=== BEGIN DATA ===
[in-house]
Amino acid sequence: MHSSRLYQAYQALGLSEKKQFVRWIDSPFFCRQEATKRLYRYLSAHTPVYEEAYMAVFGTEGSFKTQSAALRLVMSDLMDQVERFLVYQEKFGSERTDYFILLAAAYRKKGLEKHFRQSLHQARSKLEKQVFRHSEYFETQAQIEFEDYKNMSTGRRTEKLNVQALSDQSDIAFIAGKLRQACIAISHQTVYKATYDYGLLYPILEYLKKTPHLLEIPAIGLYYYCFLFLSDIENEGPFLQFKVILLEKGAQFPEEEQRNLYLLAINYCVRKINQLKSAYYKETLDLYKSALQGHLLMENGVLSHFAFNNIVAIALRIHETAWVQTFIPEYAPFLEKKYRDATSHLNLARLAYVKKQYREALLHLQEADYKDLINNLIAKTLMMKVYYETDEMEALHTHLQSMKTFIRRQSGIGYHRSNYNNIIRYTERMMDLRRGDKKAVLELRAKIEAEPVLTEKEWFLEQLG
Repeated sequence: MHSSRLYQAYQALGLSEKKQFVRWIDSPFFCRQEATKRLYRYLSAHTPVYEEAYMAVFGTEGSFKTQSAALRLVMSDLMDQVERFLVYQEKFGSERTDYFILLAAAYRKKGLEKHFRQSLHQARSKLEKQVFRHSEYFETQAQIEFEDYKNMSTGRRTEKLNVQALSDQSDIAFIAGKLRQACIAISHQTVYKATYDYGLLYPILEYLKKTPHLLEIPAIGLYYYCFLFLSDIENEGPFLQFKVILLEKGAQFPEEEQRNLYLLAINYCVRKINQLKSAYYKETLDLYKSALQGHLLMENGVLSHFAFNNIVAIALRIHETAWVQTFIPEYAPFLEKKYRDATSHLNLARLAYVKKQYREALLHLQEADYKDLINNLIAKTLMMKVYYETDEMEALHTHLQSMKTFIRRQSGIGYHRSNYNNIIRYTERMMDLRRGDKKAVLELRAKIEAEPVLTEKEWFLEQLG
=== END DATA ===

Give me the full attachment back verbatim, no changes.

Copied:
[in-house]
Amino acid sequence: MHSSRLYQAYQALGLSEKKQFVRWIDSPFFCRQEATKRLYRYLSAHTPVYEEAYMAVFGTEGSFKTQSAALRLVMSDLMDQVERFLVYQEKFGSERTDYFILLAAAYRKKGLEKHFRQSLHQARSKLEKQVFRHSEYFETQAQIEFEDYKNMSTGRRTEKLNVQALSDQSDIAFIAGKLRQACIAISHQTVYKATYDYGLLYPILEYLKKTPHLLEIPAIGLYYYCFLFLSDIENEGPFLQFKVILLEKGAQFPEEEQRNLYLLAINYCVRKINQLKSAYYKETLDLYKSALQGHLLMENGVLSHFAFNNIVAIALRIHETAWVQTFIPEYAPFLEKKYRDATSHLNLARLAYVKKQYREALLHLQEADYKDLINNLIAKTLMMKVYYETDEMEALHTHLQSMKTFIRRQSGIGYHRSNYNNIIRYTERMMDLRRGDKKAVLELRAKIEAEPVLTEKEWFLEQLG
Repeated sequence: MHSSRLYQAYQALGLSEKKQFVRWIDSPFFCRQEATKRLYRYLSAHTPVYEEAYMAVFGTEGSFKTQSAALRLVMSDLMDQVERFLVYQEKFGSERTDYFILLAAAYRKKGLEKHFRQSLHQARSKLEKQVFRHSEYFETQAQIEFEDYKNMSTGRRTEKLNVQALSDQSDIAFIAGKLRQACIAISHQTVYKATYDYGLLYPILEYLKKTPHLLEIPAIGLYYYCFLFLSDIENEGPFLQFKVILLEKGAQFPEEEQRNLYLLAINYCVRKINQLKSAYYKETLDLYKSALQGHLLMENGVLSHFAFNNIVAIALRIHETAWVQTFIPEYAPFLEKKYRDATSHLNLARLAYVKKQYREALLHLQEADYKDLINNLIAKTLMMKVYYETDEMEALHTHLQSMKTFIRRQSGIGYHRSNYNNIIRYTERMMDLRRGDKKAVLELRAKIEAEPVLTEKEWFLEQLG